by Sevak Hakobyan
“I never got used to transporting wounded or killed soldiers from the border,” confesses Grisha Khachikyan after having worked eight years as an ambulance driver for the Noyemberyan Hospital. “People kept telling me that in time I would become desensitized to all that. But in fact I found it more and more difficult to witness those heart-rending situations. Last year, for instance, the Azeris fired at Berdavan, killing a soldier and injuring another. I was the one who rushed the wounded young man to the hospital. That was the last straw for me, and I quit my job. Now I work as the hospital’s boiler-room technician.”
Although Grisha, 59, has also worked as a fire-truck driver (for 15 years prior to his job as an ambulance driver), he could never approach his duties as a first responder with a cold heart. Rather, he has always felt sadness and empathy for the victims. Today, Grisha’s son is following in his father’s footsteps, working as a firefighter. But Grisha says his son’s first duty is to serve his homeland.
“My son had a scar on his leg, because of which he might’ve been exempt from military service,” Grisha recalls. “But I met with the recruiting officer several times to convince him that my son should be enlisted — that he should serve his country before getting married and having children. And that was exactly how things turned out: my son completed his military service, and only then did he get married.”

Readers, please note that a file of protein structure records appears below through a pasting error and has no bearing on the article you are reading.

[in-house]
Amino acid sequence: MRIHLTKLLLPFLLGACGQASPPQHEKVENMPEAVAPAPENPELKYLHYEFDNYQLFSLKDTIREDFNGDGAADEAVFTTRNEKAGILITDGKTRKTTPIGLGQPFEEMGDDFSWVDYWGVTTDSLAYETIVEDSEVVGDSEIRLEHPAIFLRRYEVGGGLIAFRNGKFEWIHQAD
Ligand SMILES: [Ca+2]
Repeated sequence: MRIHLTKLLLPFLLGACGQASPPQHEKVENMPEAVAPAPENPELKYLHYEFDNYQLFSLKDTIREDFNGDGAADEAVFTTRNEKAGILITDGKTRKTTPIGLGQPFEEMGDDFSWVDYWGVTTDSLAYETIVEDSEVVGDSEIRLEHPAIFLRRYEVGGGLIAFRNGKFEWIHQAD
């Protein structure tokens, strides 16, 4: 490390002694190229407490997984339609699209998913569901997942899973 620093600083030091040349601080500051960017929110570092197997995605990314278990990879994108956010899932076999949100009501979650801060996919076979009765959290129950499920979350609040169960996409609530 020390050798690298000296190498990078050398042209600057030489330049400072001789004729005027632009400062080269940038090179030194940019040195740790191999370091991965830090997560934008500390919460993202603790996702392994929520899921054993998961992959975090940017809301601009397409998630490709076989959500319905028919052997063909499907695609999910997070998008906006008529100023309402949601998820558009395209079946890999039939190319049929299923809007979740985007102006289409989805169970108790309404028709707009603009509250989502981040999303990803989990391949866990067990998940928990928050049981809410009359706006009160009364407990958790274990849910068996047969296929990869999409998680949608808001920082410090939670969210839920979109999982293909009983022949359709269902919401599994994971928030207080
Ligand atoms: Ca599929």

Grisha is delighted to add that he now has a grandson, who has been named after him. Yet the grandfather says he’s unable to spend as much time with the child as he’d like, as he has been suffering from a post-surgical incision hernia for the past two years.
In 2016, during the second medical mission to the Noyemberyan Hospital, organized jointly by Armenia Fund and Adventist Health Glendale (AHG), doctors from AHG had examined Grisha and promised to operate on him the following year. They did just that when they came back to Noyemberyan in 2017, in a mission that comprised an even larger team of volunteer doctors and nurses, and, once again, the provision of critically needed medications.
“I waited a year for their arrival,” Grisha says. “As I’ve been working at the hospital for a long time, I had often heard about the high quality of the care provided by the Adventist Health doctors. Well, with my surgery this year, I saw that quality first-hand. I think it’s wonderful that these doctors come all the way from Los Angeles to our border region and provide our residents with free healthcare.”
Grisha has a whole album of photos with the Adventist Health doctors. The physicians are particularly fond of a small pickup truck which Grisha has painstakingly assembled from scrap. Every year, groups of doctors from Adventist Health are only too happy to take pictures with Grisha and his creation, which is usually parked in front of the hospital.
Grisha says if everything goes well, perhaps he will put together a car for his grandchildren as well. He adds that soon he will have a second grandchild, as his daughter, who was married recently, is pregnant. Grisha is hopeful that he will quickly recover from his surgery and be able to spend much quality time with his grandchildren.
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